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E-COMMERCE | Staff Reporter, Singapore
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Weekly News Wrap: China's consumption recovery accelerates; Indian stores brace for festival shopping surge

And wool prices in Australia rose as processors prepared for bigger apparel demand.

From Reuters:

Over the weekend, crowds packed a former industrial warehouse in Beijing as the China Fashion Week got underway, with models strutting mask-less on a square runway and guests oblivious to social distancing norms.

Similarly vibrant scenes are being seen elsewhere in China as consumers return to cinemas, live performances, and restaurants.

To many, they indicate a late-summer recovery in Chinese household spending is broadening and propelling the next stage of the economic recovery.

“This August, sales in the domestic (apparel) market turned from negative to positive,” Zhang Qinghui, chairman of the China Fashion Designers Committee, told Reuters last week.

“I think the numbers for September, or even the fourth quarter, will be better.”

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From CNBC:

Indian businesses are stocking up more ahead of this year’s big festival season than at any time in the last five years, expecting people whose earnings were relatively unaffected by the pandemic to spend the money they saved during months of lockdowns.

India’s biggest shopping season is at the time of the festivals of Durga Puja and Diwali, which fall 20 days apart in October-November each year. Traditionally, this is a time when houses are redecorated, big-ticket items purchased, feasts held, and gifts exchanged.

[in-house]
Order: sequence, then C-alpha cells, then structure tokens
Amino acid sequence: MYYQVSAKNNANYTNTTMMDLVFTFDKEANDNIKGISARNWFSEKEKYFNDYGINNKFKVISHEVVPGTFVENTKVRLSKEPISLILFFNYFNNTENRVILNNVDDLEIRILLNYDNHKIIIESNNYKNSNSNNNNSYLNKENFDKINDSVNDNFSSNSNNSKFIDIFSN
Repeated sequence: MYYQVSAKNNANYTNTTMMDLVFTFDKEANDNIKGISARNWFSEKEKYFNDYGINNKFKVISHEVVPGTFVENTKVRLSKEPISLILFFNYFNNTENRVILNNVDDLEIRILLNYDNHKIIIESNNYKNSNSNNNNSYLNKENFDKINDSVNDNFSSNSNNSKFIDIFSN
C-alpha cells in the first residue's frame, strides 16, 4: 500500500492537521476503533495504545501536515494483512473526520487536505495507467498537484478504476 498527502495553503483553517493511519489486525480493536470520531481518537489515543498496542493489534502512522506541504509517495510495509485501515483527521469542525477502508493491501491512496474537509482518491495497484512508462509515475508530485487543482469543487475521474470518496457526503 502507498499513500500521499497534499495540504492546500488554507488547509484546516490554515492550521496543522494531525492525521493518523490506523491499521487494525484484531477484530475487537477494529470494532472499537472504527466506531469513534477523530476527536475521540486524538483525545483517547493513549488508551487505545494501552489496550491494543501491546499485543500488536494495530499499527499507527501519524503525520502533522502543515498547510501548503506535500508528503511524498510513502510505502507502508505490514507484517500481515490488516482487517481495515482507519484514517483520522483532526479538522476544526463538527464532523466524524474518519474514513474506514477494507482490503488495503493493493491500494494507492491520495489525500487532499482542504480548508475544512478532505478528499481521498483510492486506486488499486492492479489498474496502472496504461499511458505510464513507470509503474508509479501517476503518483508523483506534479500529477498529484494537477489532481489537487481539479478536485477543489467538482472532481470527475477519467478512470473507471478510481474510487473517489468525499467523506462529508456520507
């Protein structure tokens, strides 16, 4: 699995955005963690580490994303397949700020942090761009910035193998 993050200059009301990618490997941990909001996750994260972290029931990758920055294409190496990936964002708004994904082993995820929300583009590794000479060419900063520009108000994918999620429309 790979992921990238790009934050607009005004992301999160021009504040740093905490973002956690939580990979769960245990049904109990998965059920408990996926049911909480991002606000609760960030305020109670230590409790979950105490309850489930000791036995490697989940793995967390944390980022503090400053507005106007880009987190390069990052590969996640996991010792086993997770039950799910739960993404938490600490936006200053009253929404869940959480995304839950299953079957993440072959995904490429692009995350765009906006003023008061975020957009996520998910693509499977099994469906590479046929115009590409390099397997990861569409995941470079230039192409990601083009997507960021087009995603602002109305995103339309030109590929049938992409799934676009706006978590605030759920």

Businesses and shopkeepers expect more purchases than usual this year, beginning with Durga Puja on Thursday, because the months of lockdowns have resulted in pent-up demand.

Recent data shows that demand for diesel, power and cars has already picked up, and any resurgence of retail buying of everything from phones to furniture would bode well for India’s economy that shrank 23.9% in the quarter ended June — its steepest decline.

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From Bloomberg:

Wool prices in Australia have surged more than 30% from a September low, with Chinese processors boosting purchases to meet an expected jump in apparel demand after a coronavirus-related slump.

Whilst Australian barley, wine, cotton and beef exporters are feeling the pain of tariffs, bans and trade investigations by China as political tensions between the countries remain high, demand for wool from its biggest export market is recovering.

Mill shutdowns in China, along with weaker demand for textiles, had “turbo charged” a downturn in the market earlier in the year, Robert Hermann, managing director at adviser Mecardo, said by phone.

There’s been a fundamental change in recent weeks as mills and manufacturers prepare for an anticipated increase in consumer spending after pandemic lockdowns, Hermann said. Wool purchases typically need a long lead time, and there have been reports of Chinese mills receiving more orders from downstream, he added.

Read more here.
 

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